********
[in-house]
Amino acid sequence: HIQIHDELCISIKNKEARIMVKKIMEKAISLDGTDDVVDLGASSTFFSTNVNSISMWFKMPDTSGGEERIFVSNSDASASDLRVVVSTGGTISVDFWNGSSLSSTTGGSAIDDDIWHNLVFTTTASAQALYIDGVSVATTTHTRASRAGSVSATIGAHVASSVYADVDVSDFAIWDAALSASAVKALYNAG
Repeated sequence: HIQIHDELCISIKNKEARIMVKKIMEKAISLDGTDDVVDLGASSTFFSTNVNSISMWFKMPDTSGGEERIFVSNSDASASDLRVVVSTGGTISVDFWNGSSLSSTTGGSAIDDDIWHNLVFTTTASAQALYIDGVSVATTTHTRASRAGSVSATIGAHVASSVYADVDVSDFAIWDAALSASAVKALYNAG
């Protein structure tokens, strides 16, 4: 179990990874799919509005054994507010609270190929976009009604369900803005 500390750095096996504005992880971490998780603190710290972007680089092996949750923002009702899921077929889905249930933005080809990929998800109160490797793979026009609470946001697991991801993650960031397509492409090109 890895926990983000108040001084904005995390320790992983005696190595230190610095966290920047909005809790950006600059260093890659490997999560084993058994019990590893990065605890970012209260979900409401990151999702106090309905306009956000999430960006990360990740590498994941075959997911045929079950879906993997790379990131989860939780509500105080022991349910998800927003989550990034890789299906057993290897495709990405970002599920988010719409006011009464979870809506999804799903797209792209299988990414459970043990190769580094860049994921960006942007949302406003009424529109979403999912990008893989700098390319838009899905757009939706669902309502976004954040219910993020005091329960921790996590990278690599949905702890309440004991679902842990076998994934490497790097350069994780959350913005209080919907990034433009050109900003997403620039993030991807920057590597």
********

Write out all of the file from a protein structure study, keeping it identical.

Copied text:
[in-house]
Amino acid sequence: HIQIHDELCISIKNKEARIMVKKIMEKAISLDGTDDVVDLGASSTFFSTNVNSISMWFKMPDTSGGEERIFVSNSDASASDLRVVVSTGGTISVDFWNGSSLSSTTGGSAIDDDIWHNLVFTTTASAQALYIDGVSVATTTHTRASRAGSVSATIGAHVASSVYADVDVSDFAIWDAALSASAVKALYNAG
Repeated sequence: HIQIHDELCISIKNKEARIMVKKIMEKAISLDGTDDVVDLGASSTFFSTNVNSISMWFKMPDTSGGEERIFVSNSDASASDLRVVVSTGGTISVDFWNGSSLSSTTGGSAIDDDIWHNLVFTTTASAQALYIDGVSVATTTHTRASRAGSVSATIGAHVASSVYADVDVSDFAIWDAALSASAVKALYNAG
């Protein structure tokens, strides 16, 4: 179990990874799919509005054994507010609270190929976009009604369900803005 500390750095096996504005992880971490998780603190710290972007680089092996949750923002009702899921077929889905249930933005080809990929998800109160490797793979026009609470946001697991991801993650960031397509492409090109 890895926990983000108040001084904005995390320790992983005696190595230190610095966290920047909005809790950006600059260093890659490997999560084993058994019990590893990065605890970012209260979900409401990151999702106090309905306009956000999430960006990360990740590498994941075959997911045929079950879906993997790379990131989860939780509500105080022991349910998800927003989550990034890789299906057993290897495709990405970002599920988010719409006011009464979870809506999804799903797209792209299988990414459970043990190769580094860049994921960006942007949302406003009424529109979403999912990008893989700098390319838009899905757009939706669902309502976004954040219910993020005091329960921790996590990278690599949905702890309440004991679902842990076998994934490497790097350069994780959350913005209080919907990034433009050109900003997403620039993030991807920057590597």